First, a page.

The 1994 movie The Crow is best remembered for the accidental and tragic death of actor Brandon Lee, who was the then up-and-coming son of martial arts legend Bruce Lee. Lee was accidentally killed on the film’s set when he was hit by a defective blank from a stunt gun. Now a cult favourite, The Crow received much critical praise when released and its unique visual style continues to win new fans to this day. And The Crow, unbeknownst to many people, is based on a series from Image Comics. Created by American artist James O’Barr in 1989, The Crow was ranked #37 on the Imagine Games Network’s (IGN) 2011 list of the Top 100 Comic Book Heroes of All Time. Indeed, the character has proven popular enough to appear in a television show, novels and several sequels to the original film based on the comic book.
4. Mystery Men (1999)
This weird and quirky movie about a group of inept amateur superheroes predates the current superhero movie craze by a few years. Yet it is a fun and engaging movie starring comedic actors Ben Stiller, Hank Azaria, Janeane Garofalo and Paul Reubens (aka Pee Wee Herman) as would be super heroes who have unique traits – one of them farts a lot and another throws spoons at people. And Mystery Men comes from the mind of cartoonist Bob Burden, who created the Mystery Men characters as part of his comic book series The Flaming Carrot, which has been published by both Dark Horse Comics and Image Comics. It is the movie that really fleshes out the Mystery Men and their story. They were always secondary characters in the Flaming Carrot comic book series. The Mystery Men made for an interesting film. Not interesting enough to warrant a sequel, but not bad.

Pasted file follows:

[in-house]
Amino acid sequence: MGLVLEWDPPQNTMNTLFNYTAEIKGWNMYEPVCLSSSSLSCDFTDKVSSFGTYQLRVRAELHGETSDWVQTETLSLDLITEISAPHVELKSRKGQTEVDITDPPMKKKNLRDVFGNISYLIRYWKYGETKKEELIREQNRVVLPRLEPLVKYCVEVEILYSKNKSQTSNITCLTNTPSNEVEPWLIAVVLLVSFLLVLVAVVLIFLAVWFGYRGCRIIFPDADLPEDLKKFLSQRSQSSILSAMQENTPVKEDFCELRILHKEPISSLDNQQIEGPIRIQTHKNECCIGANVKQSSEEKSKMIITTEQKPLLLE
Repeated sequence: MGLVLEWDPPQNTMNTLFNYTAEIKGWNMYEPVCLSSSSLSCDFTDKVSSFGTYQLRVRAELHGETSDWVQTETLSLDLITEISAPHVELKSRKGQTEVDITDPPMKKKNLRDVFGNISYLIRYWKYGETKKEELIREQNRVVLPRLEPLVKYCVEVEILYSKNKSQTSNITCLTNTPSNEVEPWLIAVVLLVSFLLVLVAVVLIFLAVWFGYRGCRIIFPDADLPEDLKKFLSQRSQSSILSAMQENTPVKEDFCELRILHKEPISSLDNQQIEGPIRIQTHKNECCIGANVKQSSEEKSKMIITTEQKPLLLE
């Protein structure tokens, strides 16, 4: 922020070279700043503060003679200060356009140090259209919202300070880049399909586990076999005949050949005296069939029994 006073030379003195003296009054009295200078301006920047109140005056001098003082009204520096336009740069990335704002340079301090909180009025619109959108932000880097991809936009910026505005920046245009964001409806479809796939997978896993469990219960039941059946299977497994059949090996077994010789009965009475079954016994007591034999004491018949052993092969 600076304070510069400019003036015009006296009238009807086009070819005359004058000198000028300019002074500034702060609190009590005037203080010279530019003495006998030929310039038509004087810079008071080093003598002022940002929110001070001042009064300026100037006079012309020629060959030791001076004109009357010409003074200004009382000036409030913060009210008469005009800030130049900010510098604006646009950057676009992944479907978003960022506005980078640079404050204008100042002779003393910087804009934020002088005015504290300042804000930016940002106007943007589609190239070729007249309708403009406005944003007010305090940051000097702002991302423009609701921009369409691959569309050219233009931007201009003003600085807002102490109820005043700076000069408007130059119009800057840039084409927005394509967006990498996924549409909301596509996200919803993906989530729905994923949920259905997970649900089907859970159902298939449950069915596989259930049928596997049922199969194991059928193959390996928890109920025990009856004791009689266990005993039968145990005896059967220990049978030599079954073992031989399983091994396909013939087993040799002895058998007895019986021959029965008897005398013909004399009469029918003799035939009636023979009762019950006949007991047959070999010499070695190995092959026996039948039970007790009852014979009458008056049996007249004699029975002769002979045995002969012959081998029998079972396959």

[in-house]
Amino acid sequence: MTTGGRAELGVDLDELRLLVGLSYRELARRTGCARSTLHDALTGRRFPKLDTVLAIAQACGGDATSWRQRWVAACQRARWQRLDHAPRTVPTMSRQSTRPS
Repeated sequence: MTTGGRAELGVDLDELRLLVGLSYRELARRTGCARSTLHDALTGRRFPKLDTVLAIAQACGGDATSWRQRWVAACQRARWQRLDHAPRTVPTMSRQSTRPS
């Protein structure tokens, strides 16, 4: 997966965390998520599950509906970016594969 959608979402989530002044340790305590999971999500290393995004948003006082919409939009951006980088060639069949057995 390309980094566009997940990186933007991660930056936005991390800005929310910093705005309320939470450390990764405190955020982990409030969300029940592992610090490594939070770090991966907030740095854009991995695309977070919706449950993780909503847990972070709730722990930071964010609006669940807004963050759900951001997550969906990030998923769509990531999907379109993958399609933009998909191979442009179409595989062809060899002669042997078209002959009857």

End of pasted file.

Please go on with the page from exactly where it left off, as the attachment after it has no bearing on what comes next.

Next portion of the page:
3. Oblivion (2013)